Sheriff Loses Freedom of Information Appeal about SWAT Training for Eric Woods — 11 Comments

  1. Sort of interesting Cal. What do you hope to learn about the incident from shift assignment records? And what wrong-doing is to be learned? That accidents happen?

  2. J, I mean AZ – As long as the Frat Boy mentality exits among some of these “boys” their is a ticking time bomb of problems. That is why there are so many lawsuits.
    As you well know.

  3. No, AZ Supporter, accidents don’t “happen”. Woods’ injury at the range that day wasn’t an “accident.” OK, it was accidental. Nobody intentionally shot on a metal target, expecting his round to ricochet and strike Woods. It was an accident “waiting to happen”, due to carelessness and failures in training and supervision.

    Look at the stupidity and wasteful expense in fighting Cal’s request. It’s mismanagement at the extreme and an effort to stone-wall. Sure would be interesting to know how high up the decision was made to deny information. Above Lt. Miller, who was on the scene and therefore should not have participated in the denial? Was Undersheriff Zinke involved in the denial? How about Nygren?

    There is a whole, new FOIA request, Cal – all the documentation at MCSD surrounding the denial.

  4. Sorry guys-this is only so-much crap and a waste of everybody’s time and effort. Find something worth your extream efforts at searching out unfounded ideas and thoughts of “violations” of what is, in your own minds, offenses. Considering how much you both complain about wasting money and time, how much time and money do you think is wasted in records while they answer your mindless drivel FOIAs?

  5. FOYI’s are one way to keep things hones. J, you would like to stop them so the truth does not come out. Very beneficial to some.

  6. FOIA’s are usually the tools of people who want to know something that MAY or MAY NOT exist, except in their own minds. It’s very hard to FOIA information that does not exist; and when you “shotgun” FOIAs, you lessen their signfigance (sp) and your credability. BTW, who is “J”, and how do you know him/her?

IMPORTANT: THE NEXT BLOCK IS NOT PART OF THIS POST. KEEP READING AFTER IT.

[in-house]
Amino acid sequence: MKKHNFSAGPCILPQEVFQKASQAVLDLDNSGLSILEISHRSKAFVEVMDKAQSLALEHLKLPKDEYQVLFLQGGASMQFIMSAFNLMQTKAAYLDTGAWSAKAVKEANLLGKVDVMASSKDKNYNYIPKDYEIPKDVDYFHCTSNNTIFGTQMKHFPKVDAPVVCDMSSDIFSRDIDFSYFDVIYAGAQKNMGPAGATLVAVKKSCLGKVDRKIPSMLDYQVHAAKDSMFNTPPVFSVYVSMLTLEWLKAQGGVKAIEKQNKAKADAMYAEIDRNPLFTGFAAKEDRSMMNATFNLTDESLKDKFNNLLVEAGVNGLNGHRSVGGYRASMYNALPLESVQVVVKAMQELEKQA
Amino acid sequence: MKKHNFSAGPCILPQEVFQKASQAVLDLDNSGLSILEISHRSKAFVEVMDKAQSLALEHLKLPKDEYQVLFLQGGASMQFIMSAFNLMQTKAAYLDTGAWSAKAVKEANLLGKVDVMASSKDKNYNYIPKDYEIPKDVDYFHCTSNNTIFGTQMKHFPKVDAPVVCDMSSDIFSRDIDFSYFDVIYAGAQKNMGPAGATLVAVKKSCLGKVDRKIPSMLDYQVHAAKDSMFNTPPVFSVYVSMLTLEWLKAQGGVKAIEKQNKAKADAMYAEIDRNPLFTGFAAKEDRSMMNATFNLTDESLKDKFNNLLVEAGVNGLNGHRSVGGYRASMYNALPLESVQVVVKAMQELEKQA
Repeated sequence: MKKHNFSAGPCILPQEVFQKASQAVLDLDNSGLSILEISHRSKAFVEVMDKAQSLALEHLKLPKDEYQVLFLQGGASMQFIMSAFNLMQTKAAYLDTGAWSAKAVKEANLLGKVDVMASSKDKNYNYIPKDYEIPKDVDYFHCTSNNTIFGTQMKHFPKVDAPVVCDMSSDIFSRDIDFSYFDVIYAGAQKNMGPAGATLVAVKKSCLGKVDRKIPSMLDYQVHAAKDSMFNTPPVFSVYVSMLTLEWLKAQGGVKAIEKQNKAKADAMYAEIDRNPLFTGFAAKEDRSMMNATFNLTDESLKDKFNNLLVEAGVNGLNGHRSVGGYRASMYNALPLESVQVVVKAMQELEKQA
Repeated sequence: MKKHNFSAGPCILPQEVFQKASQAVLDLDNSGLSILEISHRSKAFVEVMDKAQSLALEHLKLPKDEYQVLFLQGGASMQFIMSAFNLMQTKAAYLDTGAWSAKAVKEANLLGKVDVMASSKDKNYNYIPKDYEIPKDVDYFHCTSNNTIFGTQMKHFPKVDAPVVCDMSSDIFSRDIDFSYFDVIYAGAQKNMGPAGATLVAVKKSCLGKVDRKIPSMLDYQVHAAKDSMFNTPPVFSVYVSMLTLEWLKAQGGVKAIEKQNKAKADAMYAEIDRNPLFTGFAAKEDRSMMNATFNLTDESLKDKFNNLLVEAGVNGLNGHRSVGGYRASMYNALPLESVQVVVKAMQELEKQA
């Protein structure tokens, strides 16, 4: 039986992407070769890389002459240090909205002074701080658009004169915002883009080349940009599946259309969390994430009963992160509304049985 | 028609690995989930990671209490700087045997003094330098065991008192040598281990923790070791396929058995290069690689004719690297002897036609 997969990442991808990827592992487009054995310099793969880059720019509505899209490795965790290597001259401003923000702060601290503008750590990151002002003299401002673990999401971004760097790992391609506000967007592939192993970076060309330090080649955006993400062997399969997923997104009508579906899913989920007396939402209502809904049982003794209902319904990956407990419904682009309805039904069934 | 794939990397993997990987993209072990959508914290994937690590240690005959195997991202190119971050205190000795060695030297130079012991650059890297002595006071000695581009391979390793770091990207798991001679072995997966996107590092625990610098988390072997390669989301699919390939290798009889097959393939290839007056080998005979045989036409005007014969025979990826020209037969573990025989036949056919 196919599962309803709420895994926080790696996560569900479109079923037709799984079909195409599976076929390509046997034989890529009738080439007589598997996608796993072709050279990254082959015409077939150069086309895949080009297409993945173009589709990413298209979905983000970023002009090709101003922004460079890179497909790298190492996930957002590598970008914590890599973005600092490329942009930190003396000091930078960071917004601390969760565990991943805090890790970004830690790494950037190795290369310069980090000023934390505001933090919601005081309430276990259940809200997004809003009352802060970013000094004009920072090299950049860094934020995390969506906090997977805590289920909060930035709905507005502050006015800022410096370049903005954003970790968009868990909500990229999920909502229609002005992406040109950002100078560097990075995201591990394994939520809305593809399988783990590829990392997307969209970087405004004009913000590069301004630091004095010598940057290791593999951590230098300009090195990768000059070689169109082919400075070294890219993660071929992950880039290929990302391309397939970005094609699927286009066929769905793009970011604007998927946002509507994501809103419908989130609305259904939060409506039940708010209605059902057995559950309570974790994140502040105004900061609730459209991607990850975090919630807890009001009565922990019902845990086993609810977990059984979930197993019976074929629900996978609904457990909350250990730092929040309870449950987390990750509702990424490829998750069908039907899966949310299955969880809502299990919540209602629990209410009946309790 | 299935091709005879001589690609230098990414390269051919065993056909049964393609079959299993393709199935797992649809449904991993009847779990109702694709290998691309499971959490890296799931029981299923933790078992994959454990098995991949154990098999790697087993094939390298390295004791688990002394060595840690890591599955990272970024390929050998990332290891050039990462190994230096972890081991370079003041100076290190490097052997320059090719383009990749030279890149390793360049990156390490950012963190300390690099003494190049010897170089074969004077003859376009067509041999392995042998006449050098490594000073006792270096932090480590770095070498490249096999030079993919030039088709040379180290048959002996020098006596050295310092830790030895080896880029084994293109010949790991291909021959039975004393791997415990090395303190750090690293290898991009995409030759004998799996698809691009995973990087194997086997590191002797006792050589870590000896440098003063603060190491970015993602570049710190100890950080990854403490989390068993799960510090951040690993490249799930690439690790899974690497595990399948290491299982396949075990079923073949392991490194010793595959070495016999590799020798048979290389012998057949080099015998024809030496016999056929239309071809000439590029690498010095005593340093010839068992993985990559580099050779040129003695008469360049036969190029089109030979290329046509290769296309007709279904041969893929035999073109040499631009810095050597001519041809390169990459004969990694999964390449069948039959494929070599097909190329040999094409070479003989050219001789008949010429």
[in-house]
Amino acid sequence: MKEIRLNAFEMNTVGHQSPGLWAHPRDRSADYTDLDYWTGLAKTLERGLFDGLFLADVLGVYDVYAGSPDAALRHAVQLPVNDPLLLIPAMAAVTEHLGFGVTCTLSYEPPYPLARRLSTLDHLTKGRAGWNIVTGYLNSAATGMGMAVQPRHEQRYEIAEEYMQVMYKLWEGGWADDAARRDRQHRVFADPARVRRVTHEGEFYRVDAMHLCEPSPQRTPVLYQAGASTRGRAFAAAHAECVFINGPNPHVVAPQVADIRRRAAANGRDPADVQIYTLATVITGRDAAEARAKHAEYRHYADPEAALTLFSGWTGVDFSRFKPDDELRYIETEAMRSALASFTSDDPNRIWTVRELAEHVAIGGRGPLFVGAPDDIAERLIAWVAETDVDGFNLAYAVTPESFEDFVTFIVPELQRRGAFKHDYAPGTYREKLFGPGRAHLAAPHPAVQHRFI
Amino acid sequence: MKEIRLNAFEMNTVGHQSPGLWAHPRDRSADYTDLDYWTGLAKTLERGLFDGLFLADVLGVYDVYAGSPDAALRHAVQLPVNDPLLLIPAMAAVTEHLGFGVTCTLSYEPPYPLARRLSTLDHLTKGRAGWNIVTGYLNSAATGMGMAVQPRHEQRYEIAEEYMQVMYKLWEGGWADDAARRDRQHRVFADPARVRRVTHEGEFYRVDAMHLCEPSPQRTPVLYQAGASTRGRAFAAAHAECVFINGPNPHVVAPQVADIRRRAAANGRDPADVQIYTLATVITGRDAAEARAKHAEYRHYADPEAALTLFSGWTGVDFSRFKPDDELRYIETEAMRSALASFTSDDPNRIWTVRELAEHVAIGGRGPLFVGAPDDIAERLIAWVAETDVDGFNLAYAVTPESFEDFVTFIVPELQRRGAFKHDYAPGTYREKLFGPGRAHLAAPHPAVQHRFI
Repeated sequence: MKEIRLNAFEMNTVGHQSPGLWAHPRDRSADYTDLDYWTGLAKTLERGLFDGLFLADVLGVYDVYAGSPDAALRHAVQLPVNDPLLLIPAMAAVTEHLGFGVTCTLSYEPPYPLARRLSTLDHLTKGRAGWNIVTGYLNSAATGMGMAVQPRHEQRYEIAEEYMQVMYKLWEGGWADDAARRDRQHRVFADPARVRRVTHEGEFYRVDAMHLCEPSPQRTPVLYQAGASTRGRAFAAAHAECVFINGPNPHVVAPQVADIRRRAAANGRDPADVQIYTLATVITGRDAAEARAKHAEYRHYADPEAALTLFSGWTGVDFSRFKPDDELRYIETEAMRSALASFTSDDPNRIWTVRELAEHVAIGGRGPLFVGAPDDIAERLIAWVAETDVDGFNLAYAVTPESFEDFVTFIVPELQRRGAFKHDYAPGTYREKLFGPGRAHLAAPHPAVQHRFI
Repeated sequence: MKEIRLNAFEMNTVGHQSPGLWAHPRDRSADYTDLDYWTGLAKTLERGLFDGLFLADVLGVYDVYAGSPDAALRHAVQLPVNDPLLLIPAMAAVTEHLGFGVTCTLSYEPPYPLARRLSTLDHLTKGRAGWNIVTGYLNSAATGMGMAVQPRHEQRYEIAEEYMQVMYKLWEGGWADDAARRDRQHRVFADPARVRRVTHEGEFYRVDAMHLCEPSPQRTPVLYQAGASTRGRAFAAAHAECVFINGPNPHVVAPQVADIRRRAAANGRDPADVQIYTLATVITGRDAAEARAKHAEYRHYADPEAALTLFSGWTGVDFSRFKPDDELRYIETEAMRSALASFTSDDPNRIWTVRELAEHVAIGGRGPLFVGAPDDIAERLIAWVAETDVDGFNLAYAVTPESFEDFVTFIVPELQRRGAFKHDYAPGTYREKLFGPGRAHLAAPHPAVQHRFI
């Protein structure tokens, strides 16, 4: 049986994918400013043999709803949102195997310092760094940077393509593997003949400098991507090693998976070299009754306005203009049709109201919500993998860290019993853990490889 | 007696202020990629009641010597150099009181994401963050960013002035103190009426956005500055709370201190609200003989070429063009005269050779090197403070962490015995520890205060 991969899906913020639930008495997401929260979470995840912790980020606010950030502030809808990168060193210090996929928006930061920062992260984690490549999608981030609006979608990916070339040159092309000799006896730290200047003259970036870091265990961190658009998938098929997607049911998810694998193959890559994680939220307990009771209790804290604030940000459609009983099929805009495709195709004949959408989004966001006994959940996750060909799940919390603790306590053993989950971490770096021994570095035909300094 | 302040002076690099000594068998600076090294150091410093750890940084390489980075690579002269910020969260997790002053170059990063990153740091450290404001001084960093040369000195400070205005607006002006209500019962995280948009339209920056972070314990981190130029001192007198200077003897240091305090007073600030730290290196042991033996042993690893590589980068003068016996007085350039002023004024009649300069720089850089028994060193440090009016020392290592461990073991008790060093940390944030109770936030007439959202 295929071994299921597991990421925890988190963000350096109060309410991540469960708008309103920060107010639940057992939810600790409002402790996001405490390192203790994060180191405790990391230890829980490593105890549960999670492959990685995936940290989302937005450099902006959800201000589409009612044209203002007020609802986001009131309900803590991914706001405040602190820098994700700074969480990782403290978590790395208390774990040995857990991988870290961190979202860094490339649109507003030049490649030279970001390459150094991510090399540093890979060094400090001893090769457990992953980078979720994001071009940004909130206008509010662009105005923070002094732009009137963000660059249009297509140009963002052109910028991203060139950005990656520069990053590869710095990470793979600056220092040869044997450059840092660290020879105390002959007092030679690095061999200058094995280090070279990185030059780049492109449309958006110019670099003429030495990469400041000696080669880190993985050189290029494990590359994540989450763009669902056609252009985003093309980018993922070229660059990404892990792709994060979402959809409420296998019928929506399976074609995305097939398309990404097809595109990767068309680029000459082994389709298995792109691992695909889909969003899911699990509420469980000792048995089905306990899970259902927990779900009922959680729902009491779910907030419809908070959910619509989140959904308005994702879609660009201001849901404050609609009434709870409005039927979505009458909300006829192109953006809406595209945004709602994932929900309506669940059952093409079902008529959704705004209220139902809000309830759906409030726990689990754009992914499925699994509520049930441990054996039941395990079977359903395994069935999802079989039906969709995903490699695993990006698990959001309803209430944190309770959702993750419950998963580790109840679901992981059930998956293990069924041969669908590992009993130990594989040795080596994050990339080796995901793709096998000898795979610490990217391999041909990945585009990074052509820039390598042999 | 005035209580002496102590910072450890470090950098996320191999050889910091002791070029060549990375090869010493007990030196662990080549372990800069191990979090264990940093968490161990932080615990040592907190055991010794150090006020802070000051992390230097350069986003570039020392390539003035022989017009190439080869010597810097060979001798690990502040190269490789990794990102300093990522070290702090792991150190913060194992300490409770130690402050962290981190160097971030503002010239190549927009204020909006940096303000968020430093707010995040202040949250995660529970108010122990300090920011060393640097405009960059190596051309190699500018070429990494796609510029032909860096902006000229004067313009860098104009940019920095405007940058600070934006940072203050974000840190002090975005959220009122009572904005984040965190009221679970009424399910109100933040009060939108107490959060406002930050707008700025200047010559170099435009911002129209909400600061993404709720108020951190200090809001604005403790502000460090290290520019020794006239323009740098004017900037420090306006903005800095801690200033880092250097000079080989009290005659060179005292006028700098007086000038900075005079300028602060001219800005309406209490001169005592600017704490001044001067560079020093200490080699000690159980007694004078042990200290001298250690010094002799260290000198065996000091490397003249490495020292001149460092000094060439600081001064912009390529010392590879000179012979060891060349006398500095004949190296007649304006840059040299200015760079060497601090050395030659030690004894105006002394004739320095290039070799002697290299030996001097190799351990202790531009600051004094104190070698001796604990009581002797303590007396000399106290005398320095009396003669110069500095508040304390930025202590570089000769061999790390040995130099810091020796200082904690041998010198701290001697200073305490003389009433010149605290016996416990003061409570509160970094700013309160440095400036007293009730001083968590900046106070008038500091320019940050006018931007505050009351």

7. FOIA’s have been very revealing in many cases. Truth and mis mangagement come to light. Why do you have such a problem with that???

  8. I don’t have a problems with FOIAs. I have a large problem with abuse of FOIA requests when there is no known basis for the request except a quess.

  9. Ohhhhhhhhh-now I’m a story on Guss’s blog! How cool is that? Apparently his blog is down or I’m being blocked because it’s impossible to post a comment to his drivel.

    If everyone thinks that the movements used that day were the first time for that attack position, think again. One tries to prepare for anything that COULD happen; but when something like this does happen, humans learn and adjust, and attempt to make sure it does not happen again.

    To assume that the Sheriff’s officers wildly fire live rounds willy-nilly with no thought to where they are going is simply juvenile thinking.

    Even Deputy Woods knows that.

    Of course, whatever he said about the incident will be seen as forced by his superiors because it does not comply with Guss’s thinking.

  10. Juvenile thinking is just what gets those guys into so much trouble. Frat boys.

  11. Knowing McHenry County Sheriff’s Department, they were probably intoxicated at the time of the injury.

    I have witnessed deputies drive their patrol cars to bars (and park in a different parking lot), then drive home after about six beers and two shots.

    Happened all the time…with many deputies.

    It made me sick.

    The unprofessionalism of this agency is overwhelming.

    I left for a real police department.